Master of Arts in Art History (M.A.)
Type of Paper/Work
Heather M. Shirey
William L. Barnes
In 1973, the American artist and anthropologist Tobias Schneebaum (1922-2005)
arrived in Asmat looking for a culture untouched by the West, which would allow for
his homosexuality while fulfilling his desire for acceptance. Schneebaum’s
aspiration to stay in the area eventually led him to work for the Asmat Museum of
Culture and Progress (AMCP). Through this connection, Schneebaum had access to
valuable trade goods, which he then used to initiate the revival of what he
considered traditional art and cultural activities.
Over the next ten years, Schneebaum went on collecting trips with Crosier
missionaries, cataloged objects at the AMCP, and engaged in sexual relationships
with indigenous men. These experiences allowed Schneebaum to gain a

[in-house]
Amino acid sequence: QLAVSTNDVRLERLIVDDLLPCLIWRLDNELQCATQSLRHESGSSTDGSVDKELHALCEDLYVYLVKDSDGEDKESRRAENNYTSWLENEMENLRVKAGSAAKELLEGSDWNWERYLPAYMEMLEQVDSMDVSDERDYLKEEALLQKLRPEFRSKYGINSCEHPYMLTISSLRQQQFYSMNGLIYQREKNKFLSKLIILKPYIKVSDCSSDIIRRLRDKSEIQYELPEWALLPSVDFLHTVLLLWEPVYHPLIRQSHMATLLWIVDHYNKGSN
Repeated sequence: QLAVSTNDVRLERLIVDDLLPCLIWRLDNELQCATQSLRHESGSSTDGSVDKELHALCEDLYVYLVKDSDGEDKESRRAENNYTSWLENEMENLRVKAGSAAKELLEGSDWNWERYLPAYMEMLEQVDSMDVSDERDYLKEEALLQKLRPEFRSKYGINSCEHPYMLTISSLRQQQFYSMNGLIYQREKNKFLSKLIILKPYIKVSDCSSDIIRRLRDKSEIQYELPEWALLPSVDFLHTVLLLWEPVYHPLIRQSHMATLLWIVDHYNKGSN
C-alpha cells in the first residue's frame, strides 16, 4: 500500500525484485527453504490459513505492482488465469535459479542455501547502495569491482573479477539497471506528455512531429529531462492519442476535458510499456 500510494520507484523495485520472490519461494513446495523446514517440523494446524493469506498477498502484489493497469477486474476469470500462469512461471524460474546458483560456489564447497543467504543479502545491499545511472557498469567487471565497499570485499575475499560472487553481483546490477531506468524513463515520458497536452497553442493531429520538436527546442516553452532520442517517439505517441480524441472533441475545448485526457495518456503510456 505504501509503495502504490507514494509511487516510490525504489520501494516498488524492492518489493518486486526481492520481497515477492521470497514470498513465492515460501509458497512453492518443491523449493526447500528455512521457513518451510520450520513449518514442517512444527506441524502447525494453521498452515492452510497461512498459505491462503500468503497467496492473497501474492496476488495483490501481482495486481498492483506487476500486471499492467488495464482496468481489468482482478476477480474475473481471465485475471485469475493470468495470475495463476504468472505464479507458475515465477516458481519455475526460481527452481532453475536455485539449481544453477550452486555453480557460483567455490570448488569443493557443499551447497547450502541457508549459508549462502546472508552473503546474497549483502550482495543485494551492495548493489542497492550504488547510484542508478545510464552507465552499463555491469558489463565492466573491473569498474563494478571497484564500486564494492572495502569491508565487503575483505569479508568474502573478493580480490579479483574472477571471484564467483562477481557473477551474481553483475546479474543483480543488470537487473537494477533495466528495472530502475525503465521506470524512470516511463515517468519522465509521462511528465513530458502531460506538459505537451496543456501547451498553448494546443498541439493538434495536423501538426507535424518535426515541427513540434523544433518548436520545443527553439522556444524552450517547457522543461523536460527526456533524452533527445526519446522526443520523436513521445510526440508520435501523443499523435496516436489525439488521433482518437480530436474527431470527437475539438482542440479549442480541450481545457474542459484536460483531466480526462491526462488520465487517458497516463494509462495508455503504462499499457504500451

comprehensive understanding of Asmat art that went beyond the formal and
contextual level to included aspects of regional ideology. This played into his
notions of authenticity and consequently affected the types of objects he
commissioned for the AMCP. One such commission, the Jamasj wuramon now on
permanent display at the American Museum of Asmat Art (AMAA), is used in this
paper as a case study. The acquisition and documentation of this carving illustrates
how Schneebaum used a range of knowledge to acquire works that satisfied his
personal aim to engage with the “uncivilized” aspects of Asmat society, which
consequently contributed to the diverse collections now owned by museums such as
the AMCP and AMAA.
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Burau, Gretchen Michelle, "CONVERGENCE AND RESTORATION: ASMAT ART THROUGH THE WRITINGS AND DRAWINGS OF TOBIAS SCHNEEBAUM" (2016). Art History Master's Qualifying Papers. 14.